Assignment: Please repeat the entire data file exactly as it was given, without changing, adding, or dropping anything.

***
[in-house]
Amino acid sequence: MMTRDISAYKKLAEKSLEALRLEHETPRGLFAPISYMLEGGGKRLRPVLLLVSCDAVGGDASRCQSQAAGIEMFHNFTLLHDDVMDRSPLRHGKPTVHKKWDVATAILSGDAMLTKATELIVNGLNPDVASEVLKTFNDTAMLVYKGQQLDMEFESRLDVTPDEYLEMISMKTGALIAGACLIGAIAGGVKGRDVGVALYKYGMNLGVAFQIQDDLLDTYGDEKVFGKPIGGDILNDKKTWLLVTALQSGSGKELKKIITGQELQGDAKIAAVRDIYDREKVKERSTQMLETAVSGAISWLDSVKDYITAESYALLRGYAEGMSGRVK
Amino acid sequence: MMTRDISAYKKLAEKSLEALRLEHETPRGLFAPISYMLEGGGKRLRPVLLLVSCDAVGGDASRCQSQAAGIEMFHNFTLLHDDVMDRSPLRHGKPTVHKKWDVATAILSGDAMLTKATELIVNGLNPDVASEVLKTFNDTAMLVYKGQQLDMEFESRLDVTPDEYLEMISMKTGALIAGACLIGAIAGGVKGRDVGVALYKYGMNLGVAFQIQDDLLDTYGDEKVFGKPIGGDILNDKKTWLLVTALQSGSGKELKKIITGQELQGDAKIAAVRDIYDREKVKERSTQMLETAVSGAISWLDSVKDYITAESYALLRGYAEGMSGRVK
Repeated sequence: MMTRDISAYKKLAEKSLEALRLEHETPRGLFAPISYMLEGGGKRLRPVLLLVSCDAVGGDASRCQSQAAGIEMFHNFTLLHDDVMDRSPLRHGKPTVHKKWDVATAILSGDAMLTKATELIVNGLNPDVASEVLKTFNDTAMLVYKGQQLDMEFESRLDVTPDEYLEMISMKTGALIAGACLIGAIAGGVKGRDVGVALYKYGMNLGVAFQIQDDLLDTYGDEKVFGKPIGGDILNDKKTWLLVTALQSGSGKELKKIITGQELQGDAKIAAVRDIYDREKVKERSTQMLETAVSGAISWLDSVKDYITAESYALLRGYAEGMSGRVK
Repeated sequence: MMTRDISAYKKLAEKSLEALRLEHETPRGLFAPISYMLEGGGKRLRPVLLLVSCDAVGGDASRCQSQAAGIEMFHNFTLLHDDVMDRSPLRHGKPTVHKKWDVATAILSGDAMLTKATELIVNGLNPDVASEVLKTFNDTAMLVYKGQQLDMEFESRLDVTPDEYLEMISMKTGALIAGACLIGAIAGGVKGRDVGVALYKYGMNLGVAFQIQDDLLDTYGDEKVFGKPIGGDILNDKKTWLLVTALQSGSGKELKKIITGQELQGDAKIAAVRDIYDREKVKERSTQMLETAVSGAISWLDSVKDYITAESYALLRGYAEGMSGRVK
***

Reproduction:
[in-house]
Amino acid sequence: MMTRDISAYKKLAEKSLEALRLEHETPRGLFAPISYMLEGGGKRLRPVLLLVSCDAVGGDASRCQSQAAGIEMFHNFTLLHDDVMDRSPLRHGKPTVHKKWDVATAILSGDAMLTKATELIVNGLNPDVASEVLKTFNDTAMLVYKGQQLDMEFESRLDVTPDEYLEMISMKTGALIAGACLIGAIAGGVKGRDVGVALYKYGMNLGVAFQIQDDLLDTYGDEKVFGKPIGGDILNDKKTWLLVTALQSGSGKELKKIITGQELQGDAKIAAVRDIYDREKVKERSTQMLETAVSGAISWLDSVKDYITAESYALLRGYAEGMSGRVK
Amino acid sequence: MMTRDISAYKKLAEKSLEALRLEHETPRGLFAPISYMLEGGGKRLRPVLLLVSCDAVGGDASRCQSQAAGIEMFHNFTLLHDDVMDRSPLRHGKPTVHKKWDVATAILSGDAMLTKATELIVNGLNPDVASEVLKTFNDTAMLVYKGQQLDMEFESRLDVTPDEYLEMISMKTGALIAGACLIGAIAGGVKGRDVGVALYKYGMNLGVAFQIQDDLLDTYGDEKVFGKPIGGDILNDKKTWLLVTALQSGSGKELKKIITGQELQGDAKIAAVRDIYDREKVKERSTQMLETAVSGAISWLDSVKDYITAESYALLRGYAEGMSGRVK
Repeated sequence: MMTRDISAYKKLAEKSLEALRLEHETPRGLFAPISYMLEGGGKRLRPVLLLVSCDAVGGDASRCQSQAAGIEMFHNFTLLHDDVMDRSPLRHGKPTVHKKWDVATAILSGDAMLTKATELIVNGLNPDVASEVLKTFNDTAMLVYKGQQLDMEFESRLDVTPDEYLEMISMKTGALIAGACLIGAIAGGVKGRDVGVALYKYGMNLGVAFQIQDDLLDTYGDEKVFGKPIGGDILNDKKTWLLVTALQSGSGKELKKIITGQELQGDAKIAAVRDIYDREKVKERSTQMLETAVSGAISWLDSVKDYITAESYALLRGYAEGMSGRVK
Repeated sequence: MMTRDISAYKKLAEKSLEALRLEHETPRGLFAPISYMLEGGGKRLRPVLLLVSCDAVGGDASRCQSQAAGIEMFHNFTLLHDDVMDRSPLRHGKPTVHKKWDVATAILSGDAMLTKATELIVNGLNPDVASEVLKTFNDTAMLVYKGQQLDMEFESRLDVTPDEYLEMISMKTGALIAGACLIGAIAGGVKGRDVGVALYKYGMNLGVAFQIQDDLLDTYGDEKVFGKPIGGDILNDKKTWLLVTALQSGSGKELKKIITGQELQGDAKIAAVRDIYDREKVKERSTQMLETAVSGAISWLDSVKDYITAESYALLRGYAEGMSGRVK